We are releasing some RSS features in the next few days and as part of that we are going to be able to see feeds on the sides of blogsDalton Caldwell
There are already quite a few applications that have 'login with' working, such as Buffer.

It's been three weeks since the API has been out and my expectation is that the kinds of integrations people build will get more and more novel over time. I'm excited to see what people build.

We are releasing some RSS features in the next few days and as part of that we are going to be able to see feeds on the sides of blogs. So I anticipate you will start to see quite a bit of that start to happen.

Q. The Buffer and Storify link-ups are interesting. Did the companies approach you or did you approach them?

A. Neither. In the Buffer case the Buffer founders signed up for and then they told us they had built Buffer implementation and sent me a link to the blog post. There was no back channel conversation of negotiation.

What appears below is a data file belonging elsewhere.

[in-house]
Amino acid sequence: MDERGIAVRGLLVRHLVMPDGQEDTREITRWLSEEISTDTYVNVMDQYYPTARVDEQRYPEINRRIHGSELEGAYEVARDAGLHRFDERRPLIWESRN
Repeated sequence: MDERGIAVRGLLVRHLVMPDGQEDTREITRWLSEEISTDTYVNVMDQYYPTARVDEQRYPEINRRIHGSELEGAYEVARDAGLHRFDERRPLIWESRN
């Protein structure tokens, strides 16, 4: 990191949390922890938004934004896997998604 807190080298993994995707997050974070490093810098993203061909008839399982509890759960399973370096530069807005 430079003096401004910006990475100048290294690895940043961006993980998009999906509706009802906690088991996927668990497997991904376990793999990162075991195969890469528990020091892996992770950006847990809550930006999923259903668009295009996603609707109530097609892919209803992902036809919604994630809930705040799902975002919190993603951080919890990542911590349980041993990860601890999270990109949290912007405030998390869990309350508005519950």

The same goes with Storify. from my understanding the founders or employees of Storify came on, they read out documentation, they liked what they saw and they built it. That's exactly what we want to see.

Q. Any thoughts on what journalism-related applications we might see?

A. The most interesting tools for journalists will probably be built by journalists.

The most interesting tools for journalists will probably be built by journalistsDalton Caldwell
One of the reasons I love the vision of this API, what Twitter used to be at one point, is that it's not the job of the company operating the platform to figure out all the implementations.

My expectation, talking to the few journalists that I have, is that very custom things that scratch the itch of what journalists will be looking for, that perhaps would have a very small audience of mainstream people but would be exactly the kind of tool a journalist would want to use, those are the things that I find most exciting. I'm not sure if any of those things have been built yet.

To me the really killer apps will be things that are made specifically for a journalist's use.

Here are some of the journalists, news outlets and new industry people we have noticed on @producermatthew @marcsettle @antderosa @mathewingram @make_rawlins @gridinoc @philipjohn @marccooper @markjones @documentally @corybe @ilicco @kate_day @jeffjarvis @martinbryant @breakingnews @thenextweb @liquidnewsroom.

Feel free to add your details in the comments section below or post a message to @sarahmarshall.